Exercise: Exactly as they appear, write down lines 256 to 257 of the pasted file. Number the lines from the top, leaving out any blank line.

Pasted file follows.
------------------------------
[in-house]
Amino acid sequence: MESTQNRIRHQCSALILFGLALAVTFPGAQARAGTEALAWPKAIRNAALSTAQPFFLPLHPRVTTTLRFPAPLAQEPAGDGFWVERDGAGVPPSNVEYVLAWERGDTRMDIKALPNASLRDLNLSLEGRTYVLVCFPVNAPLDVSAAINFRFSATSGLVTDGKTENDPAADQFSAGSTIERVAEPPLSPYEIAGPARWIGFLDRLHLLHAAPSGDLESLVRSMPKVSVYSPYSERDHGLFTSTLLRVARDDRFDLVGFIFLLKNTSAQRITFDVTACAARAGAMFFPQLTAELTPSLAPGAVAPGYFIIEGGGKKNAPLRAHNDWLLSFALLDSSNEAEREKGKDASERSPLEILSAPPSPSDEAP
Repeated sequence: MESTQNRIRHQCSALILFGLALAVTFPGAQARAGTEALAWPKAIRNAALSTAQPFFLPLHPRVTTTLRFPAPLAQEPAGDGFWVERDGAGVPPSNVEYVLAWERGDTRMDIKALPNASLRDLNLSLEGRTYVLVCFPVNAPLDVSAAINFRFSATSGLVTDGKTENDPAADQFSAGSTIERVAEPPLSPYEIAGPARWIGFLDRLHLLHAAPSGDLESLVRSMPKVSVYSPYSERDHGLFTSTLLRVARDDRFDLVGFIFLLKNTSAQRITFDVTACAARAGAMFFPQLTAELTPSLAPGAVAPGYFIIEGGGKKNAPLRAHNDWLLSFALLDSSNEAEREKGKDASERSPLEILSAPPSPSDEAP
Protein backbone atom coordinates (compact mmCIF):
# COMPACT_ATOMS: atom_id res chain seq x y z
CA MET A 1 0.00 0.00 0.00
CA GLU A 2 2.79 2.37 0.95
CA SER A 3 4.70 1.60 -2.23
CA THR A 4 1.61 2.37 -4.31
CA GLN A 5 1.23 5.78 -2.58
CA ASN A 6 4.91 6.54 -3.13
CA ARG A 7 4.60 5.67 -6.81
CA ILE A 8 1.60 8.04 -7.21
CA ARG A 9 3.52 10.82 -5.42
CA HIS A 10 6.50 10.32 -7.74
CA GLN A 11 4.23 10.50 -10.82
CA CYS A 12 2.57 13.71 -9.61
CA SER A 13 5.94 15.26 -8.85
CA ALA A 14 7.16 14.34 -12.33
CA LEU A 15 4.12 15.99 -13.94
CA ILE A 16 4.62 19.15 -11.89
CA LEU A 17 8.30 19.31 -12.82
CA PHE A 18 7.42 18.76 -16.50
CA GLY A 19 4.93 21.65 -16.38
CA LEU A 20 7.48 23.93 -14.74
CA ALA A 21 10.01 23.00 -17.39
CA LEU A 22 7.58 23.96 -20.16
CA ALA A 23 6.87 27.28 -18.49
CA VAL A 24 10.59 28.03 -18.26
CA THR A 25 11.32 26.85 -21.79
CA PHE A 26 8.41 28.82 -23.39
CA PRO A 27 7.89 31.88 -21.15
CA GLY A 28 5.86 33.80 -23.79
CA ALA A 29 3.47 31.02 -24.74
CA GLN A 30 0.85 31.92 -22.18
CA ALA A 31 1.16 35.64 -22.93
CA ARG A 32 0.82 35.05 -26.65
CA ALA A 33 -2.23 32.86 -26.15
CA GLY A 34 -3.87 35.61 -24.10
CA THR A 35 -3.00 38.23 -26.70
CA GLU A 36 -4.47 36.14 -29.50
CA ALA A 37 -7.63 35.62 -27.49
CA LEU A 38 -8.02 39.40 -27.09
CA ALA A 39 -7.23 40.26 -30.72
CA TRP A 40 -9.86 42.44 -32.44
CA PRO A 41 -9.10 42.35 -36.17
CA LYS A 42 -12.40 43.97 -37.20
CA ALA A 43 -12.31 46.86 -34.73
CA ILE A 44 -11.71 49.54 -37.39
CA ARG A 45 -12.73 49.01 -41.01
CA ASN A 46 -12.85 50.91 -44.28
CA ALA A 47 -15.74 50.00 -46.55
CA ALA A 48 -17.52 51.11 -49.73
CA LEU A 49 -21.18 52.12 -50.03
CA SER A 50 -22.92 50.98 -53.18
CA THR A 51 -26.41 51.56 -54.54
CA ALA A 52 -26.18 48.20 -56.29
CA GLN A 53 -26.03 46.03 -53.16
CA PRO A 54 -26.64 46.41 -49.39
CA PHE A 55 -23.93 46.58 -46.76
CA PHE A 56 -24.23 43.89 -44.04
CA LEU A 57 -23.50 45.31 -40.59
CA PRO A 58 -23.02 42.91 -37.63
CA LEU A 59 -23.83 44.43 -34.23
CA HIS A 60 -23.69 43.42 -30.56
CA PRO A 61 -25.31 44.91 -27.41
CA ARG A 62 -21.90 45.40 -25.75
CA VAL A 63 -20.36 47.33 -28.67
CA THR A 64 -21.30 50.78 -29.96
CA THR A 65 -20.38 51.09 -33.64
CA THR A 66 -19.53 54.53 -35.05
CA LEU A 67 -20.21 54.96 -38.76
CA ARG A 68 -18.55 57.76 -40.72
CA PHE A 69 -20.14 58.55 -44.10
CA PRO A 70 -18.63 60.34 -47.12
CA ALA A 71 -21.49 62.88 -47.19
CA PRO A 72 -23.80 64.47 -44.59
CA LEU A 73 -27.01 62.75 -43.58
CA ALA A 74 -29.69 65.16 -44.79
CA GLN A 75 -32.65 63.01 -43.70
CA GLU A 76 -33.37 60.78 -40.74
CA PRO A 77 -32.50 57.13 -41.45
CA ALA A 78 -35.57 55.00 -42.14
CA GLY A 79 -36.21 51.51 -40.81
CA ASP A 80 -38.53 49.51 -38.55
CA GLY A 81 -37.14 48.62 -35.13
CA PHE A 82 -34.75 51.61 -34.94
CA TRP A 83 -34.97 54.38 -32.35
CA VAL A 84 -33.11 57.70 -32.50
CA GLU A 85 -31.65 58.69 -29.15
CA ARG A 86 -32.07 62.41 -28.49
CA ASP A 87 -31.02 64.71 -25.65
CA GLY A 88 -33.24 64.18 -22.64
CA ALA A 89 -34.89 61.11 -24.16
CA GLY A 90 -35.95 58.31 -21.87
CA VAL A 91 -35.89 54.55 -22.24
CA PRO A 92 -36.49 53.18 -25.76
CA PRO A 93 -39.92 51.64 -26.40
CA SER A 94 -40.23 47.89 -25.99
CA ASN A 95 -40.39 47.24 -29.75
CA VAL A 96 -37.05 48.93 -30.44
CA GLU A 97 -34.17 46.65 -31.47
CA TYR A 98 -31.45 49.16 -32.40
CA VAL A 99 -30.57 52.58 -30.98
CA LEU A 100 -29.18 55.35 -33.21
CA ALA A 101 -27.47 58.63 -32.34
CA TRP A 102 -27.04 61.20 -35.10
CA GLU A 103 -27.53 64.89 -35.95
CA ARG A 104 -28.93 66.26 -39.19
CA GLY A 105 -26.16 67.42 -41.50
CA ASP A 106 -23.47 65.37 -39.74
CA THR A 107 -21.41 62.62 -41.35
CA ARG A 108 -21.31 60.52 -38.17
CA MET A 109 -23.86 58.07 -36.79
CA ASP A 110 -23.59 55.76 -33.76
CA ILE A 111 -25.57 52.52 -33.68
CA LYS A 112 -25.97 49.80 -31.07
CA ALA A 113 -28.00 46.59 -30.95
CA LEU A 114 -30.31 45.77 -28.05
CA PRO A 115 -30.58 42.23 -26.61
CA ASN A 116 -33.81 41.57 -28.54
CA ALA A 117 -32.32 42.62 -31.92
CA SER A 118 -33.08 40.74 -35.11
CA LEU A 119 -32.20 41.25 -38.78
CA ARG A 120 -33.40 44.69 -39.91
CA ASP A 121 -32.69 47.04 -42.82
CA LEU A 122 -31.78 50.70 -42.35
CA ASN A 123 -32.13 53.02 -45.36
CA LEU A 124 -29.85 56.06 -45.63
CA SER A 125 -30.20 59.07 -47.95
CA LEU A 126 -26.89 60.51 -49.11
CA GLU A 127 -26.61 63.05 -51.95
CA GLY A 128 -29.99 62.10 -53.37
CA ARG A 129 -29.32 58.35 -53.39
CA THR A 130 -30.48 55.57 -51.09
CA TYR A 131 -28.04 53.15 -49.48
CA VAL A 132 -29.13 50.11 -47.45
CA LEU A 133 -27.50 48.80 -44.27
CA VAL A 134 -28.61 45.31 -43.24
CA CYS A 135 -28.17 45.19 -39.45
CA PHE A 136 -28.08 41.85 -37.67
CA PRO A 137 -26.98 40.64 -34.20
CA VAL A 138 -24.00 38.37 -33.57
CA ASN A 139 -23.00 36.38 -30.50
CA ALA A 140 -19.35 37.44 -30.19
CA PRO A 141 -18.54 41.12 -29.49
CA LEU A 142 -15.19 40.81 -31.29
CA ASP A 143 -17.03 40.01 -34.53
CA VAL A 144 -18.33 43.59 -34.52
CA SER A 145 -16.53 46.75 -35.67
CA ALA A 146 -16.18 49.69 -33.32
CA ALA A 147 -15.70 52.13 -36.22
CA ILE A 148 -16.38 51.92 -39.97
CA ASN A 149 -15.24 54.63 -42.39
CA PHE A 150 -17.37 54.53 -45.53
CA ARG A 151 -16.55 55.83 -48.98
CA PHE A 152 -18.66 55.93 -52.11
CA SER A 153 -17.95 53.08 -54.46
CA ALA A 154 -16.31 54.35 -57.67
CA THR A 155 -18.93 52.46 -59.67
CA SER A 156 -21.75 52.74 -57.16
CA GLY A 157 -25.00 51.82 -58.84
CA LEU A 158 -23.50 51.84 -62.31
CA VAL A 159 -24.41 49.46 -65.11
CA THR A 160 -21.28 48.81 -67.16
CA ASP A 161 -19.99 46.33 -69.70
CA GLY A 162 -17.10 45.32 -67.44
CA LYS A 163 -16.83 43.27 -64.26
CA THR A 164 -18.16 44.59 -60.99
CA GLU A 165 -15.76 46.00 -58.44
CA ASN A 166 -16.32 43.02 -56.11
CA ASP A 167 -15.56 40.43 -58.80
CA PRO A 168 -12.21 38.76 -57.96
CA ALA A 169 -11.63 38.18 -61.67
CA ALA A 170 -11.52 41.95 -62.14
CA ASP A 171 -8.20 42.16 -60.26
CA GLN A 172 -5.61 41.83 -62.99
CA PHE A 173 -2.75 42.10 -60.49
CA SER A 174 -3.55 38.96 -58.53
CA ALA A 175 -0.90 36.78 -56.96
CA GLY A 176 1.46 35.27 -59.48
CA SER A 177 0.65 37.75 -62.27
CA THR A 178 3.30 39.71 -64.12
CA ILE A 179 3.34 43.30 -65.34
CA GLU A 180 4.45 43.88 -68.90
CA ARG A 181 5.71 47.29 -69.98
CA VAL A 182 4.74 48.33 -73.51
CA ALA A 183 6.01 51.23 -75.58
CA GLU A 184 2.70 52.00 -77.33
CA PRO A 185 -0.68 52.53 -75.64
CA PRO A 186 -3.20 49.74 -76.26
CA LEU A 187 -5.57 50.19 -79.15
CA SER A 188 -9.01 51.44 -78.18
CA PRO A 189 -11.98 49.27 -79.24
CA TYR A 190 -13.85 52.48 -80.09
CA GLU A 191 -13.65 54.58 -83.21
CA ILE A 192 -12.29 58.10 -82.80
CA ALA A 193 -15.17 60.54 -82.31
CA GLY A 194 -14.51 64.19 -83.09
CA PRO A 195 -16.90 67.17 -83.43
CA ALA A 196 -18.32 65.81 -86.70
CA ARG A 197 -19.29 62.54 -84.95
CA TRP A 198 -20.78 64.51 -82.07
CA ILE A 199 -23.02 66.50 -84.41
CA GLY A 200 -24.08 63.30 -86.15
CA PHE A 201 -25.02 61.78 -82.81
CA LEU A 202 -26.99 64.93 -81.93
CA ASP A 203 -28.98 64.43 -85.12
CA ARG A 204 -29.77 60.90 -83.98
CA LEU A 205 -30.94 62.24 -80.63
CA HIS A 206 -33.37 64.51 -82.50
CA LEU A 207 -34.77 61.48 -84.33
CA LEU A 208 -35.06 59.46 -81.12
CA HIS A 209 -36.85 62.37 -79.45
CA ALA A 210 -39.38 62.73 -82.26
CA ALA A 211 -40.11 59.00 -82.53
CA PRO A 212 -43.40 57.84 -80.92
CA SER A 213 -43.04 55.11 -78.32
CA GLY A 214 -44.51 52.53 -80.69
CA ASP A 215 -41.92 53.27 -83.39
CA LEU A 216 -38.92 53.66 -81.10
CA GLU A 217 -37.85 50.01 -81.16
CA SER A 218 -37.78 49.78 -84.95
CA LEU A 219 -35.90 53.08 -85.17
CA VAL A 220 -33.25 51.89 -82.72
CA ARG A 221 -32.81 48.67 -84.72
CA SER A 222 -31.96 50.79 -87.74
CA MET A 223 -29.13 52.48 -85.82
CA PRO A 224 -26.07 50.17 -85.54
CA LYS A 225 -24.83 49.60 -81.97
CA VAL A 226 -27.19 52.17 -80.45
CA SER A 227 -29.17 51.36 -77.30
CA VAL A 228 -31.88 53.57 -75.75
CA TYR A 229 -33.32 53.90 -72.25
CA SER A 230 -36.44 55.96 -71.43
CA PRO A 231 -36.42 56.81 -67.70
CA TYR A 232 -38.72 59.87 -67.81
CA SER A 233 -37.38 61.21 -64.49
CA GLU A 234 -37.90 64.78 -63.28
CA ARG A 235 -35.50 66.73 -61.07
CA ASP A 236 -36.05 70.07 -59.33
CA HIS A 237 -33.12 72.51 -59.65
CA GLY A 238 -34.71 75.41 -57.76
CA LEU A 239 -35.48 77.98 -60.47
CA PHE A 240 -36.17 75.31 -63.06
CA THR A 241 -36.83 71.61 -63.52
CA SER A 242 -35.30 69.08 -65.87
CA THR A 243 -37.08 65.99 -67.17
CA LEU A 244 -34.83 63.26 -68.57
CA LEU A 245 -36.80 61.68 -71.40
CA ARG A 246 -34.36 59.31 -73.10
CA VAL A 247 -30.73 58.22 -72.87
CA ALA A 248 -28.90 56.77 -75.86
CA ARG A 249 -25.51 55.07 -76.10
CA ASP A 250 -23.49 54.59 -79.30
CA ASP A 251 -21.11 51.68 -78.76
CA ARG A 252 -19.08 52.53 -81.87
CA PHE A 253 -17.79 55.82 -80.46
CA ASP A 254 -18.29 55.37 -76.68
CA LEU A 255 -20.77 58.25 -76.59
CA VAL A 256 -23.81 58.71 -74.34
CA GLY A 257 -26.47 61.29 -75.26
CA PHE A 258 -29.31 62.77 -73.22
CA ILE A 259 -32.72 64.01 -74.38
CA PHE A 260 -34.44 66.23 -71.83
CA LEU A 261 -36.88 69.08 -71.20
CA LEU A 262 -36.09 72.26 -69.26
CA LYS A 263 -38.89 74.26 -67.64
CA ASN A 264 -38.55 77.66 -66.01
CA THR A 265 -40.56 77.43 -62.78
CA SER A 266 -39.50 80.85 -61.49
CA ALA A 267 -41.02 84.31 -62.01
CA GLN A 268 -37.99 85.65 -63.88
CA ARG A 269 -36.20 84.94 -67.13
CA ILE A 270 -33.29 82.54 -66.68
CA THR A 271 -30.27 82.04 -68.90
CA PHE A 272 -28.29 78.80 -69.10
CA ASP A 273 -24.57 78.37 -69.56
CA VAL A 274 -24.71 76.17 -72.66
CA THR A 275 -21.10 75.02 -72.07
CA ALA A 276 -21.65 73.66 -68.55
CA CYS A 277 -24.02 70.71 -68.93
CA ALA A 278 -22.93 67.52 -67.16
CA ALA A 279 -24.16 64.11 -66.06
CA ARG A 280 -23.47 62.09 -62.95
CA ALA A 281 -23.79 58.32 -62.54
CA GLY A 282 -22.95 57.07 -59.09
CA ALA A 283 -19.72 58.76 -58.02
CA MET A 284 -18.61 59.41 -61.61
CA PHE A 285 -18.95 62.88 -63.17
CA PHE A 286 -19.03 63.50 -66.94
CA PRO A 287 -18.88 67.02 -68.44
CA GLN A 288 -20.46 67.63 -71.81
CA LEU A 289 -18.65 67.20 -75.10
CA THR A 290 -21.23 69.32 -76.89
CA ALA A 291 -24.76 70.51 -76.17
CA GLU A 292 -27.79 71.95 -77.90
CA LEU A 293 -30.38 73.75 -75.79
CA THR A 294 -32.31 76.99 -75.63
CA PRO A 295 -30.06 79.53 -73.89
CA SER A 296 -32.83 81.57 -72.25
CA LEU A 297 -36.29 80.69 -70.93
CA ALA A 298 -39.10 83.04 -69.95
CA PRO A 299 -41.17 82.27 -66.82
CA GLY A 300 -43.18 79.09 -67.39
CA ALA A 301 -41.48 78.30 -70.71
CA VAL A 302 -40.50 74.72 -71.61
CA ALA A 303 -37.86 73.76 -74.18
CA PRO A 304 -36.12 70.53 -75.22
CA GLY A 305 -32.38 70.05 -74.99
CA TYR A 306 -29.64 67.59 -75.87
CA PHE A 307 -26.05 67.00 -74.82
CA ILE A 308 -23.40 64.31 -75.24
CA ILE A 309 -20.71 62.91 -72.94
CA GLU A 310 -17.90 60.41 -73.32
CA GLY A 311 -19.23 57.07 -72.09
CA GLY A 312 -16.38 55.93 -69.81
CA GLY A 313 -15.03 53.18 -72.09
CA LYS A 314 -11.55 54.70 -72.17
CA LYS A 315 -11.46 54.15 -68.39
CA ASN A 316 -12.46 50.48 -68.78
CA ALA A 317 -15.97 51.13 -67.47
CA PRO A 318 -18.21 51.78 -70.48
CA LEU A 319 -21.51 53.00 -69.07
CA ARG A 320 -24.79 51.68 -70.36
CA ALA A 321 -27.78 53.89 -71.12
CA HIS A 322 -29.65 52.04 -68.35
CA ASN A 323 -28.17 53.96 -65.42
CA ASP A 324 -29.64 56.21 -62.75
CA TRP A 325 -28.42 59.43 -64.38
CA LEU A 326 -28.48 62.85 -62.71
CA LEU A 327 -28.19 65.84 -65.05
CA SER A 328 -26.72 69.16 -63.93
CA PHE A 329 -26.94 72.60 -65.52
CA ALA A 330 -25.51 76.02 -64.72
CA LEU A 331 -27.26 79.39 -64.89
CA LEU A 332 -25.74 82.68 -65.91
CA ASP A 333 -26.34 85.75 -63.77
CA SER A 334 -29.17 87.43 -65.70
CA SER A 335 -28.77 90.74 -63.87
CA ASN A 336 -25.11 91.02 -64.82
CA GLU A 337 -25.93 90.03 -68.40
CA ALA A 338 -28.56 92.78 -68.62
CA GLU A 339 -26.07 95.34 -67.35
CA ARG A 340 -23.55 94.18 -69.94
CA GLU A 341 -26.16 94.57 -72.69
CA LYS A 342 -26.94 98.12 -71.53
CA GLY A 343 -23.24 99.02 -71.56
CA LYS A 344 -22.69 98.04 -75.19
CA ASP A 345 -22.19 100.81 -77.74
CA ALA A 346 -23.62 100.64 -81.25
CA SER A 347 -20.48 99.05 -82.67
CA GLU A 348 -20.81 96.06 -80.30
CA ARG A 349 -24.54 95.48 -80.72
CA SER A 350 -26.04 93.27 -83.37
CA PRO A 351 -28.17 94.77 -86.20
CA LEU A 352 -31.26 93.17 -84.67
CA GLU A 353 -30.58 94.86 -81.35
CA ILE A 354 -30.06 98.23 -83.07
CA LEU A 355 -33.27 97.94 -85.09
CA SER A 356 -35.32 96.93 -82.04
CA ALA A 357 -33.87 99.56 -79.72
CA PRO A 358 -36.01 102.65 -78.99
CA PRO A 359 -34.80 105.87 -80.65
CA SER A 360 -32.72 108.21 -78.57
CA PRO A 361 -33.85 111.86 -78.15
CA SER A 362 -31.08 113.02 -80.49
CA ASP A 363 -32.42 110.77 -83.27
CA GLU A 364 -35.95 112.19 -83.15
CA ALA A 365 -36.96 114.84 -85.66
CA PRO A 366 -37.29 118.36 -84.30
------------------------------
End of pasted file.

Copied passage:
CA ASP A 251 -21.11 51.68 -78.76
CA ARG A 252 -19.08 52.53 -81.87